SciTech

Health Talk: Aging

Some may view aging as a curse; others see it as a sign of wisdom or a symbol of respect. One thing is for certain: The aging process is constant, ongoing, irreversible, and will affect everyone.

Aging in humans is commonly associated with a change in appearance, an increase in frailness, and a general loss of efficiency in bodily functions.

However, these external indications are the result of gradual changes in the cellular processes of our bodies.
One of the most noticeable changes in the body is the appearance of the skin. The skin is made of many different layers of cells. According to www.health-cares.net, skin cells divide more slowly with age, and an inner layer of skin called the dermis becomes thinner over time. In addition, a protein called collagen, which provides structural support, loses elasticity. Skin changes can be exacerbated with repeated sun damage. Ultraviolet rays, which bombard the skin during tanning or general sun exposure, work to weaken collagen. Other factors that affect collagen elasticity include cigarette smoke and ozone.

As we grow older, the amount of bone we produce decreases. Bones are made of many different kinds of cells. Although bones seem rigid, the old cells are constantly being replaced by new cells, but aging decreases the rate of replenishment, leading to frailer bones. According to an article on www.howstuffworks.com, bone loss can be aggravated by habits such as smoking, lack of certain nutrients such as calcium and vitamin D, and taking certain medications. However, while loss of bone strength is inevitable, it can be slowed through normal exercise and a non-sedentary lifestyle.

Getting shorter as we age is related to spongy disks between vertebrae in the spine, which lose water over time, causing a greater amount of compression. Becoming weaker is a result of deterioration of muscle tissue, causing decreased endurance, size, and strength. However, being inactive is a greater contributor to muscle weakening than aging is.
Simple habits like regular exercise and good posture may reduce weakening of muscles over time.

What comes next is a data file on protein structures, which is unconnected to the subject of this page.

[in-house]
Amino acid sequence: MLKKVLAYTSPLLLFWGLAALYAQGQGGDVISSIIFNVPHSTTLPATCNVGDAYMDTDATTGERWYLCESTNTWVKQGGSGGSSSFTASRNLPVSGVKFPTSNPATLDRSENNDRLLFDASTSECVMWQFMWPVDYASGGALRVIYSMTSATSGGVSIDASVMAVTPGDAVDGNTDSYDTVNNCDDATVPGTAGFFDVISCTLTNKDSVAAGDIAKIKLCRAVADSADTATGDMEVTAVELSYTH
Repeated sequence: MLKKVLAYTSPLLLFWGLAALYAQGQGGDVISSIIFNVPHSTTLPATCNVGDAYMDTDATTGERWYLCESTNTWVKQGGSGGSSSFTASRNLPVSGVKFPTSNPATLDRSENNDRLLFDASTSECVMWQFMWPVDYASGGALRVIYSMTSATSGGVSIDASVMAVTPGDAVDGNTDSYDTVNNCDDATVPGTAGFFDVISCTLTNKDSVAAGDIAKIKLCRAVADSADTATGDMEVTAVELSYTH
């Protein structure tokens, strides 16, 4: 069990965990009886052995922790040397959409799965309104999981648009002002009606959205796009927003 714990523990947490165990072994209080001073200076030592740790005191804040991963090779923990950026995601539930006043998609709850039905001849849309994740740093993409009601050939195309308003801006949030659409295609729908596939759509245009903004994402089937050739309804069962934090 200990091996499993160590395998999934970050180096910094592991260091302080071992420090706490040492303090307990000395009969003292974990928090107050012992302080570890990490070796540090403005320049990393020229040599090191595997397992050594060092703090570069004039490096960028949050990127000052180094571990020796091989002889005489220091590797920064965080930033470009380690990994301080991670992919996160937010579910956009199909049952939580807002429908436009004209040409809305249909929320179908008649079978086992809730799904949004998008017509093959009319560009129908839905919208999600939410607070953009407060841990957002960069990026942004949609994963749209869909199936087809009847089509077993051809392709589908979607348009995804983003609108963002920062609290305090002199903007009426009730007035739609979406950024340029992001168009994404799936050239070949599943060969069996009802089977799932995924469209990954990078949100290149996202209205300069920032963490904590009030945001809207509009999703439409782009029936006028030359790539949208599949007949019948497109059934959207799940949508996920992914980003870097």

The aging process also causes changes in the body’s metabolism, or the ability of the digestive systems to process food efficiently.

Older people generally have slower metabolisms than younger people, meaning that fat deposits are created more easily. This is why many older people seem to gain weight at a faster rate than their younger selves. Other factors may also be involved with weight gain. Becoming less active as we grow older can also accelerate weight gain. In addition, because people lose cells as they grow older, they expend less energy, but may still eat the same amount of food. However, an article on www.healthinaging.org notes that people who live in less technologically advanced societies do not show weight gain patterns, suggesting that an individual’s activity or eating habits, not the aging process, may be the direct cause of weight gain.

The heart also loses its effectiveness with age, decreasing the amount of blood that flows through the body. This causes people to feel colder and to take longer to recover from exercise.

While aging is a normal biological process, there are ways to remain healthy as we age and ways to slow the effects of aging. Research has shown that eating fruits and vegetables will supply the body with various nutrients that are necessary to maintaining normal functioning. According to www.dailycomet.com, berries supply the body with antioxidants such as vitamin C. These antioxidants are important because our bodies’ cells use oxygen to perform regular cellular processes, and free radicals are created as byproducts. Free radicals can damage the body slowly through a chemical reaction called oxidation. Over time, damage will build up. However, antioxidants can sequester free radicals so they are not harmful the body anymore.

While youth is often desired, with a healthy lifestyle, biological age can fall far behind chronological age.